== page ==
By Joseph Robertia
One of the oldest clichés in the fishing phrase book is, “There’s a reason it’s called fishing, not catching.” But sayings such as this get passed around for a reason. The king salmon season is still weeks away from reaching a boil, and anglers typically have to work the water hard while waiting for still-simmering salmon runs to reach their peak. That’s what makes Jacob Gauthier’s catch last week so remarkable.
“We picked up three kings in one evening,” said the former Kasilof resident, who has recently moved to Anchorage for work.
He returns to where he was raised on weekends to drift the Kasilof River in the hope of seeing a slab of silver on the end of his line. While floating along in the lower river with two friends for the first time this season, he did what few others that evening were able to.
“We weren’t seeing many come in. We saw six or seven other boats and only a few guides were having some luck, so we were a bit surprised to pick up so many so early. We were just getting out to see what was going on.”
The water was low, as it usually is the time of year in the glacially fed Kasilof River. The young men had put in miles upriver, and had seen little action. It wasn’t until they were nearing the mouth that their luck began to turn with the tide.
“It was about three hours before the tide was to fold in. Everyone has a different opinion about when the best time is, but I’ve always believed the fish flood in with the high water, so a few hours after high tide is a good time to be out,” Gauthier said.
They had tried a variety of proven tackle — Kwikfish plugs and other assorted items — but it was when they switched over to back-bouncing setups of Spin-N-Glos and cured eggs that the fish began to show interest. The use of bait, which can dramatically increase an angler’s odds, opened May 16.
“When we switched over, we started getting hit. They weren’t hard bites, though. They just sort of picked it up with their mouth and kept swimming. We’d see our line going upriver and pull on it and there would be a fish on,” Gauthier said.
The salmon they caught were two 15-pounders and a slightly smaller 10-pound fish. All slightly small by king salmon standards, but not out of the norm for this early in the year and in the Kasilof River, which is much smaller and shallower than its world-famous kin to the north.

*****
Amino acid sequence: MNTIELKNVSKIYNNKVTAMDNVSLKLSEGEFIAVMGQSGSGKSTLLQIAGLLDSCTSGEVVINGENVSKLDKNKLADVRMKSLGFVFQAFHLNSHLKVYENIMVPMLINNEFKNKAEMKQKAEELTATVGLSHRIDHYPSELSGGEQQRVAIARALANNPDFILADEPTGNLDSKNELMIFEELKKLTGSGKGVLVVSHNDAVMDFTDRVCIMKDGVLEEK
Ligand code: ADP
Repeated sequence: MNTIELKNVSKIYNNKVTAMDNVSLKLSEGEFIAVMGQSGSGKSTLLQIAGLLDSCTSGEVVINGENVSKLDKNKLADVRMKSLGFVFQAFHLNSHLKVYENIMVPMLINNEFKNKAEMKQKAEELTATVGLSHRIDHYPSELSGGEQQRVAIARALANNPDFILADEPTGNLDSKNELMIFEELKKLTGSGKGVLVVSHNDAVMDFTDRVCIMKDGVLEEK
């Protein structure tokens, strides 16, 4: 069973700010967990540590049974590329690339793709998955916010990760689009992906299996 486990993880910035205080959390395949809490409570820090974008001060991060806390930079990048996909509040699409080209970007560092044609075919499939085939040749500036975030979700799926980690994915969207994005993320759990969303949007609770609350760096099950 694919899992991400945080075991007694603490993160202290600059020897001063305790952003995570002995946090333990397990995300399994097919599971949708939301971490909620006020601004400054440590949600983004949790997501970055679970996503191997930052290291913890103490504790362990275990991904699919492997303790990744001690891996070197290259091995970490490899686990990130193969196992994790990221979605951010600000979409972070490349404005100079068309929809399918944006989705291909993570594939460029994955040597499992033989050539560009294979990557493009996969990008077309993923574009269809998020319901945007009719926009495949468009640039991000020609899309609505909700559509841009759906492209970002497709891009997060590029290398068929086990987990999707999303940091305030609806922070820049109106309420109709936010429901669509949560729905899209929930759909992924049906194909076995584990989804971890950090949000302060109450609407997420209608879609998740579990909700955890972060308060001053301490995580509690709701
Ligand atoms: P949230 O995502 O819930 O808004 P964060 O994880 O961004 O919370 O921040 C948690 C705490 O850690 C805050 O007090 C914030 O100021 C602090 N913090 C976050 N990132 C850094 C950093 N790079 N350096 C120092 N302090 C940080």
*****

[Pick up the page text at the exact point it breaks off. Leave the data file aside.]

“They all looked good,” Gauthier said. “These early ones are always smaller, and this is the Kasilof, not the Kenai. A 25-pounder would be exceptional right now, while on the second run 35- to 40-pounders are more typical, with occasional 50-pounders coming in.”
Of the three fish they caught, two were wild fish, meaning naturally produced king salmon recognized by the presence of an adipose fin, the small fin between the dorsal fin and tail. The other was a hatchery fish, which is recognized by having no adipose fin, since these are clipped off before the fish are released into the wild.
In the Kasilof River, wild fish can only be kept on Tuesdays, Thursdays and Saturdays, and since Gauthier and his fishing buddies were out on a Thursday evening, they were legally allowed to keep all three kings they caught.
As many anglers do with the first fish of the year, the young men decided to never let the succulent pink meat touch ice. Back on shore, they made a meal of their piscatorial prize.
“We filleted and grilled that first one. It’s always a tremendous way to celebrate that first fish of the year, and we enjoyed every minute of it,” Gauthier said. “It was a female, too, so we got the eggs out and cured them up for next time.”
Doing so well on what initially was a reconnaissance mission, Gauthier chalked up his group’s success to lots of time on the water over the course of his life.
“Growing up here you figure out what works,” he said.
But, still, the cliché stands true for even the most experienced anglers, as Gauthier found out less than 24 hours later.
“We went back the next day and didn’t catch a thing,” he said.